Over the years I dabbled with the idea, but work and many other projects got in the way and though I have completed a number of Harrier builds for work with both Military In Scale and Tamiya Magazine, none has been of my beloved trainer.
I remember it well. It was around 1985/86 (I forget the actual date) that I made a trip to the IPMS UK Nationals at the Royal Show Ground, Stoneleigh. This was a trip that I had made many times, but this year was memorably different. I was around 15 at the time, so was always keen to see the wonderful models and perhaps learn a few things (hell, even buy a few things with what limited money I had…); what I learned was that there was a model on display that would have a profound effect on me for the next thirty years, an itch that I wouldn’t be able to scratch, a build that one day I would have to complete.
That model was David Haggas’ 1:24 Hawker Harrier trainer.
David, was at the time around 15, or so I believe (I was too shy to talk to him, so never found out). I’d never seen any of his models before, so when he rocked up to Stoneleigh with his Harrier and — quite rightly — won the Junior Best In Show Trophy, I was more than impressed. Actually, I was deeply jealous! Here was someone of my age who had built a model that I could only dream of completing and that sent shockwaves though my psyche. But more than that, what really hit home was the way that the model looked on the table, all elegance and poise. I had to build one.
Over the years I’ve dabbled with the idea, but work and many other projects got in the way and though I have completed a number of Harrier builds for work with both Military In Scale and Tamiya Magazine, none has been of my beloved trainer. So, this year, on a whim, I bought the large Airfix Harrier with the intention of building a GR.3. And then that itch returned. What about a trainer? What about converting it into a T.4? Could I finally build a model that I’ve wanted to do for the last 30 years..?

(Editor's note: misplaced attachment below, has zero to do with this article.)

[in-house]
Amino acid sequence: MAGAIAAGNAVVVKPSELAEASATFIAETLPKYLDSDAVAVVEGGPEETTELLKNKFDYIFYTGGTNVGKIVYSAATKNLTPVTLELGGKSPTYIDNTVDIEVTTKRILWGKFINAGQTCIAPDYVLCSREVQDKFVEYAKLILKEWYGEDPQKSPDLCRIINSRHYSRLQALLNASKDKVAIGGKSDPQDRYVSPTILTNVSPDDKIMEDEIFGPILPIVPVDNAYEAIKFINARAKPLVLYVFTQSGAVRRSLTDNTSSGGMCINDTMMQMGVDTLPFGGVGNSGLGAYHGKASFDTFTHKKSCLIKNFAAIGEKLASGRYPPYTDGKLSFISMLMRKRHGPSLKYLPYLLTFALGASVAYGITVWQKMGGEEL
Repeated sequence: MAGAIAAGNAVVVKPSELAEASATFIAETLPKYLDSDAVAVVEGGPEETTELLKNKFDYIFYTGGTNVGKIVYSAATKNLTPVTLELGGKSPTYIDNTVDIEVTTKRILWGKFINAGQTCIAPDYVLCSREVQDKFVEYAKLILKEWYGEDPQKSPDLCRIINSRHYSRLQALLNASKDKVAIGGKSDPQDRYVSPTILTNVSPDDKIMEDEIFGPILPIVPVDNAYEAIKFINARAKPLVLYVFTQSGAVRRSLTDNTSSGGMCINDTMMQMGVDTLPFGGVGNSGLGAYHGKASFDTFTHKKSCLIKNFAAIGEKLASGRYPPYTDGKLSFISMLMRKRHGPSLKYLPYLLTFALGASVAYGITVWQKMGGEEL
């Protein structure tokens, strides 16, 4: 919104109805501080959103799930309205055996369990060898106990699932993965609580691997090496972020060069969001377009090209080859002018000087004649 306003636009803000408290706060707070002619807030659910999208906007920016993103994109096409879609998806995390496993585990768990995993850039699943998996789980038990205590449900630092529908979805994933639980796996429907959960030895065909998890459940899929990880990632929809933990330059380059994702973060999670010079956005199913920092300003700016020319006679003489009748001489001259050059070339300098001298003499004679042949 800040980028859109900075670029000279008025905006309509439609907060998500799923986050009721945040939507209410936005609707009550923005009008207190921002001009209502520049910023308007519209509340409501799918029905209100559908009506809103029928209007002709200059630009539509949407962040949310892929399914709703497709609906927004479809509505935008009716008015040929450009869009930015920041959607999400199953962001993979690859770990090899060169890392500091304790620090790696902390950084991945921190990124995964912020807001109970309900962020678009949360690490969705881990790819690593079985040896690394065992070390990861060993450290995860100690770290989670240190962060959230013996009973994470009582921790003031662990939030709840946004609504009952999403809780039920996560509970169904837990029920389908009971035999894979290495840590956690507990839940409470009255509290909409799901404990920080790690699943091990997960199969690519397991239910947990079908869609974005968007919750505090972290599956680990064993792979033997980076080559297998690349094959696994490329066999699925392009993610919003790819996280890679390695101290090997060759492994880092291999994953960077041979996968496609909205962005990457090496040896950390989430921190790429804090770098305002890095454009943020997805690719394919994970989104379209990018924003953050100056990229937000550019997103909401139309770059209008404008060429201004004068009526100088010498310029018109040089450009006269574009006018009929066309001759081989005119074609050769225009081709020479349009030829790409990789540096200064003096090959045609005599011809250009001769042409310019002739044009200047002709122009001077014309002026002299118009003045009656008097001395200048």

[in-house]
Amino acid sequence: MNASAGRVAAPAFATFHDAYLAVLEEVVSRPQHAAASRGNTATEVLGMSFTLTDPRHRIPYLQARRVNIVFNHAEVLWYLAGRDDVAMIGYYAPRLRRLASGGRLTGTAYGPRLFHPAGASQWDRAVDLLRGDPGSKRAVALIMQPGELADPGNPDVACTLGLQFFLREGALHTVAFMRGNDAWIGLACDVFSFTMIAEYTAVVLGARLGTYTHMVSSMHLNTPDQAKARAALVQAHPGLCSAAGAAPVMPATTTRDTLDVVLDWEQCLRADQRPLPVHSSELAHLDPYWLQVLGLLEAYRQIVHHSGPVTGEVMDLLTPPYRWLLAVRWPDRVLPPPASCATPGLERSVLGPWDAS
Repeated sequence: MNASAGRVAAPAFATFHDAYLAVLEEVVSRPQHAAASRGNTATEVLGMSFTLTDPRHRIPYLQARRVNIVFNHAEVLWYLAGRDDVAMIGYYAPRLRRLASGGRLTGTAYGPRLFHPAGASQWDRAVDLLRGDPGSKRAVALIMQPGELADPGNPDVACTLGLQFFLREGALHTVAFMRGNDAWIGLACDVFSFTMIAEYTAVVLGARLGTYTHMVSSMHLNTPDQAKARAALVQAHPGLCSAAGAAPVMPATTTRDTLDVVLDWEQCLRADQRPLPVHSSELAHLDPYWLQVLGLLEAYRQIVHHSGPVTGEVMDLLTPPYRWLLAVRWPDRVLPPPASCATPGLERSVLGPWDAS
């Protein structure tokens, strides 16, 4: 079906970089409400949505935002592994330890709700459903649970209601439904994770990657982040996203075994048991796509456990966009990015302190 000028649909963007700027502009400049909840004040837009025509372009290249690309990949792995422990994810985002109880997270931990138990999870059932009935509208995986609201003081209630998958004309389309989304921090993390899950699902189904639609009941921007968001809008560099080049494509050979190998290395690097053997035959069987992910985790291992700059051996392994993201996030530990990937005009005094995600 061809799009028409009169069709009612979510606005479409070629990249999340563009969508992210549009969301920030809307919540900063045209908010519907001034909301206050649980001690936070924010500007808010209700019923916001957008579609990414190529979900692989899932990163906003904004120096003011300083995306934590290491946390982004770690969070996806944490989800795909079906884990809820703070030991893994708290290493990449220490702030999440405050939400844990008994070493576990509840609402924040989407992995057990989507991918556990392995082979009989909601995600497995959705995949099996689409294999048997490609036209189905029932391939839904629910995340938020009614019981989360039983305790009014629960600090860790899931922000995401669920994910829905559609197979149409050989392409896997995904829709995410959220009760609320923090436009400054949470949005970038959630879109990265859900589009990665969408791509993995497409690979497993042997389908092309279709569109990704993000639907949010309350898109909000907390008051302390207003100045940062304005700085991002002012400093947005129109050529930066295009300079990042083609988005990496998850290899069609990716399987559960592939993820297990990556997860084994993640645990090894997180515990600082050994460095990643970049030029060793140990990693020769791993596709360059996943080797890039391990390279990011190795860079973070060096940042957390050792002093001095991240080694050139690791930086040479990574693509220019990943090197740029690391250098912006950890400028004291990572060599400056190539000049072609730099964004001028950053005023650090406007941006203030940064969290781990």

Well, having started it, we are about to find out!
Having bought the Harrier, I’ve recently started to work on the changes to the airframe (or more specifically, the nose) details of which you can see here. But first, I had to collate some references and as many pictures of the real thing as I could. The books were not a problem, but the real thing kinda was. Though I had a lot of external images, those for the interior were slightly more problematic. By chance I came across a picture of a nose section at a museum in Gloucester (The Jet Age Museum – http://www.jetagemuseum.org/) so combined a trip to the Cotswolds with a quick detour to the museum and though massively incomplete — to put it mildly! — an hour taking pictures of the interior of the nose, at least gave me an idea of the structural changes needed, if nothing else.
With those under my belt, my good friend Andy King, posted on his Facebook page that he was in Caernarfon at the Airworld Museum (http://www.airworldmuseum.com/), home to an almost complete T.4. This aircraft is actually something a hybrid, with being a T.4 with T.2 nose and Sea Harrier cockpit instruments, but it is still perfect for my needs and so I am extremely grateful to Andy for allowing me access to the 130 images he took of it on the day. Though I now have the pictures, I almost feel like I have too much information, but it’s better to have too much, than too little!
Over the coming months I’ll chart the build on here. So far I’ve begun work by extending the nose, adding the 47” plug into the nose using plasticard, beam, strip and so far, copious amounts of filler, superglue and primer. It’s still nowhere near perfect, but it’s getting there. I’ll probably spend the next few weeks perfectly the finish and then creating the internal bulkheads and floor sections ready for detailing. Though it was tempting to use the kit tubs, the side consoles are the wrong shape, so these will need to be rebuilt: better to start again than try and correct those parts…
So this is as far as I’ve got. The images are fairly self-explanatory and though there’s little to see in terms of fine detail, you get an idea of the work that’s ahead of me. I’ve given myself a deadline of this year’s Nationals which might be almost 30 years to the day since I first saw David’s wonderful model – it just seems to be fitting somehow to debut mine at the same show as he did, all those years ago…
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